FRIDAY, June 21 (HealthDay News) -- Men who are infertile
because they produce no sperm may have a higher-than-average risk
of developing cancer, a new study finds.
Researchers found that of more than 2,000 men with fertility
problems, those with no sperm production had an increased risk of
developing cancer over the next six years.
The men were young going into the study (about age 36, on
average), so few did develop cancer. Among men with no sperm --
what doctors call azoospermia -- just over 2 percent were diagnosed
Still, their risk was three times higher than that of the
average man their age.
"They have the cancer risk of a man about 10 years older," said lead researcher Dr. Michael Eisenberg, an assistant professor of urology at Stanford University School of Medicine.
About 15 percent of infertile men are azoospermic, according to
the study, which was published June 20 in the journal
Fertility and Sterility.
This isn't the first work to connect male infertility to cancer
risk, but it suggests the link may be concentrated among men with
the most severe type of infertility.
"This suggests that it's not male infertility in general, but azoospermia in particular," Eisenberg said.
That's an important piece of information, said a
male-infertility expert not involved in the study. If the link
between male infertility and cancer is real, you would expect that
more severe infertility would be tied to a greater cancer risk,
said Dr. Thomas Walsh, of the University of Washington in
"This reinforces the idea that this is a real relationship," Walsh said.
He said he doubts anyone would say that infertility is causing
cancer. But he and Eisenberg said it's possible that some common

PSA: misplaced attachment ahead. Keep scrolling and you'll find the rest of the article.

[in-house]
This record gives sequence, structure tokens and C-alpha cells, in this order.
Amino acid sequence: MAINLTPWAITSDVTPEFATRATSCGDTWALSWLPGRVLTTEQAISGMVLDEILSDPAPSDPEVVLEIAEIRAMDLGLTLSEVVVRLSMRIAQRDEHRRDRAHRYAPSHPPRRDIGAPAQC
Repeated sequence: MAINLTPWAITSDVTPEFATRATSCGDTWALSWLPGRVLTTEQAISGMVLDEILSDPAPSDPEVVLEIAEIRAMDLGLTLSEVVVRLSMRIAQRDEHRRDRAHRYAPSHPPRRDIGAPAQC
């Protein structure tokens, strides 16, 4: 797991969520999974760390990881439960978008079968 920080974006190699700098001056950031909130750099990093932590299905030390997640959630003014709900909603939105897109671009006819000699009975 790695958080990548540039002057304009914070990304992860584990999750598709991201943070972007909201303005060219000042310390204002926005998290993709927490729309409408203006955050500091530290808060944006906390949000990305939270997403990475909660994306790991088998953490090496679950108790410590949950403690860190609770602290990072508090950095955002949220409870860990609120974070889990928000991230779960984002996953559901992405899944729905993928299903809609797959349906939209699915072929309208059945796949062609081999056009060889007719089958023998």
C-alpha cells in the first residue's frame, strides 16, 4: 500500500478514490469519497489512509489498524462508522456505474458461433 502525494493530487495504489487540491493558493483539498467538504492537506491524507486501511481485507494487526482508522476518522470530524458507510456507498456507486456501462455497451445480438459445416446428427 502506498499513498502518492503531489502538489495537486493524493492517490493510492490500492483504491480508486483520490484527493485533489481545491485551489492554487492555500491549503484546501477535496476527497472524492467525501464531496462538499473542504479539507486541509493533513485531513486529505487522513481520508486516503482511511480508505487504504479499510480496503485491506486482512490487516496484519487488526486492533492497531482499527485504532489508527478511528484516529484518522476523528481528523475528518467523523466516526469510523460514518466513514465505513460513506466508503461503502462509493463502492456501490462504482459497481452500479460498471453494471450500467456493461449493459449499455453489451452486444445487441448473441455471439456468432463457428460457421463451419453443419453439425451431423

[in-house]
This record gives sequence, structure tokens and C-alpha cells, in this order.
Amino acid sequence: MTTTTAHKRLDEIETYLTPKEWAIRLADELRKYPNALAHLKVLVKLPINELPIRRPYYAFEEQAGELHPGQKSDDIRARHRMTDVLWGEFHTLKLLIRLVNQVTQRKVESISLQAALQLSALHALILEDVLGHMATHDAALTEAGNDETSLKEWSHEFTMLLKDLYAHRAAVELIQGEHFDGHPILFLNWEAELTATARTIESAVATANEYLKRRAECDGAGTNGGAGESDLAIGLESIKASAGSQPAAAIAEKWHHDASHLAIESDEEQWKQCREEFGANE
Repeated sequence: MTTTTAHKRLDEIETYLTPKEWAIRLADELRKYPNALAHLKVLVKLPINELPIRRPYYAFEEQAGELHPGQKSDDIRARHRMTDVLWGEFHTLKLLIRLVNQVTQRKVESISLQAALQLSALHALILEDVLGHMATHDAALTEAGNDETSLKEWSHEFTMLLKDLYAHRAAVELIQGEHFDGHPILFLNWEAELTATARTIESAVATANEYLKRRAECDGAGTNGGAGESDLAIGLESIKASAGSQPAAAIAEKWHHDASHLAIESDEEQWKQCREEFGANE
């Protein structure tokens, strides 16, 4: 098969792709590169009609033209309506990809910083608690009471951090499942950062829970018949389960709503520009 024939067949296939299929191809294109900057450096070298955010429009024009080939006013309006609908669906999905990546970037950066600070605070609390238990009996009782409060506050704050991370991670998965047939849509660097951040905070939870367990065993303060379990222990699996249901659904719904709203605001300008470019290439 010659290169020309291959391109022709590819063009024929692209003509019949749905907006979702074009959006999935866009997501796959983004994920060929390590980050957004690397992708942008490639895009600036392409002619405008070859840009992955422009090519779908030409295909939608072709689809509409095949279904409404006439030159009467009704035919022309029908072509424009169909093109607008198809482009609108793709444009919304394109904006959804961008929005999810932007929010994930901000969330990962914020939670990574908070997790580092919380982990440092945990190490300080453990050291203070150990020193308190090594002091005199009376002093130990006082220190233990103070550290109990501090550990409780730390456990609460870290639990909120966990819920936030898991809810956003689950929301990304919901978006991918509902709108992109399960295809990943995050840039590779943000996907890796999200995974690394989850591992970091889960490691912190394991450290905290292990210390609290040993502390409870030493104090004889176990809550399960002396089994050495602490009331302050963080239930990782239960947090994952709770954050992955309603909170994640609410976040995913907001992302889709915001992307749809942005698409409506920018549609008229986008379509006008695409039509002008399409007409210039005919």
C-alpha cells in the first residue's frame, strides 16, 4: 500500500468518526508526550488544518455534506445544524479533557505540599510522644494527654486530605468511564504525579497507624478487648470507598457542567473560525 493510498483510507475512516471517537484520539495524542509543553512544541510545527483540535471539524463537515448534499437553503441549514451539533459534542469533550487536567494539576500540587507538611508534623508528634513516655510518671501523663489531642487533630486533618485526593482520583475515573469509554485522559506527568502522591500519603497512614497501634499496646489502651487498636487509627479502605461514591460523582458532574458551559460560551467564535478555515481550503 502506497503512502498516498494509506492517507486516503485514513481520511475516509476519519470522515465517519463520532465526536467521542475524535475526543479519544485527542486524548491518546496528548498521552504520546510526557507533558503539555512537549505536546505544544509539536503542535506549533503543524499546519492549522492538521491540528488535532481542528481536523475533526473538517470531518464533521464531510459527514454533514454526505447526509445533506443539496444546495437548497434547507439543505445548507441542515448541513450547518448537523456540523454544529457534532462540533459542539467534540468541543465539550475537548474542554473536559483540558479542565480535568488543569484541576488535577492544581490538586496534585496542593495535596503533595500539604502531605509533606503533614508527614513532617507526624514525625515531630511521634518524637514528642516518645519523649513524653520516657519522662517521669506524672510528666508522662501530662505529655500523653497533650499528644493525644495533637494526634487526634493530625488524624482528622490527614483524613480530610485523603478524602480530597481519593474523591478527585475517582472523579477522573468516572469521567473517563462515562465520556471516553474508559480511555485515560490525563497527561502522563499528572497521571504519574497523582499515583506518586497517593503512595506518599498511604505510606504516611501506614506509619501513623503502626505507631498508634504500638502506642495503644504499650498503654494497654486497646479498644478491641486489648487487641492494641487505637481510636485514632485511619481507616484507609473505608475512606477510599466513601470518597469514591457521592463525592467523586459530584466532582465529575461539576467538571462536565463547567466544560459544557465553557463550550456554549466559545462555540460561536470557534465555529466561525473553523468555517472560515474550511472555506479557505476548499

genetic factors contribute to both azoospermia and a greater
vulnerability to cancer.
"When we see a man with azoospermia, we usually assume there's a genetic cause," Eisenberg said. There are certain gene mutations already tied to the condition, but a minority of azoospermic men turn out to have one of them when they are tested. That means there are likely other, as yet unknown, gene defects involved in azoospermia, Eisenberg said.
And some of those genetic flaws might be involved in cancer
susceptibility, he said.
Another infertility expert was cautious about interpreting the
findings because of the small numbers: only 10 cases of cancer
among the 451 men with azoospermia, and 19 cases among nearly 1,800
men with other types of infertility.
The idea that genetic abnormalities might underlie both
azoospermia and cancer risk has merit, said Dr. Frederick Licciardi
of NYU Langone Medical Center in New York City. But, he said,
"while this is important reasoning and is based in basic science
studies, I do not feel they have enough evidence in this paper to
bolster this theory."
Another question is whether azoospermia is linked only to
certain cancers. Past studies, including one Walsh worked on, have
found that infertile men show a higher than average risk of
testicular cancer -- a highly curable disease usually diagnosed in
Of the 10 cancers in azoospermic men in this study, two were
testicular tumors. The others included brain cancer, prostate
cancer, lymphoma and melanoma.
Eisenberg said there were too few cases of each cancer to see
whether men with azoospermia were at particular risk for any one
For now, he recommended that men with the condition "be aware of
the possible risk, and pay attention to your health." That includes
not only maintaining a healthy lifestyle, he said, but also doing
what most younger men do not -- seeing your doctor for a regular
"It's too early to make any recommendations about cancer screening," he said. But a routine visit to your doctor for a physical exam -- which can detect testicular cancer, for example -- is wise, Eisenberg said.
Licciardi agreed. "Any man -- very low sperm count or not --
should have regular physical examinations."
Walsh said much more research is needed to dig into the
connection between male infertility and cancer, including studies
that follow men over a long period since cancer rates climb with
age, as well as basic lab research to try to uncover the reasons
for the link.
Learn more about
infertilityfrom the American Society for Reproductive
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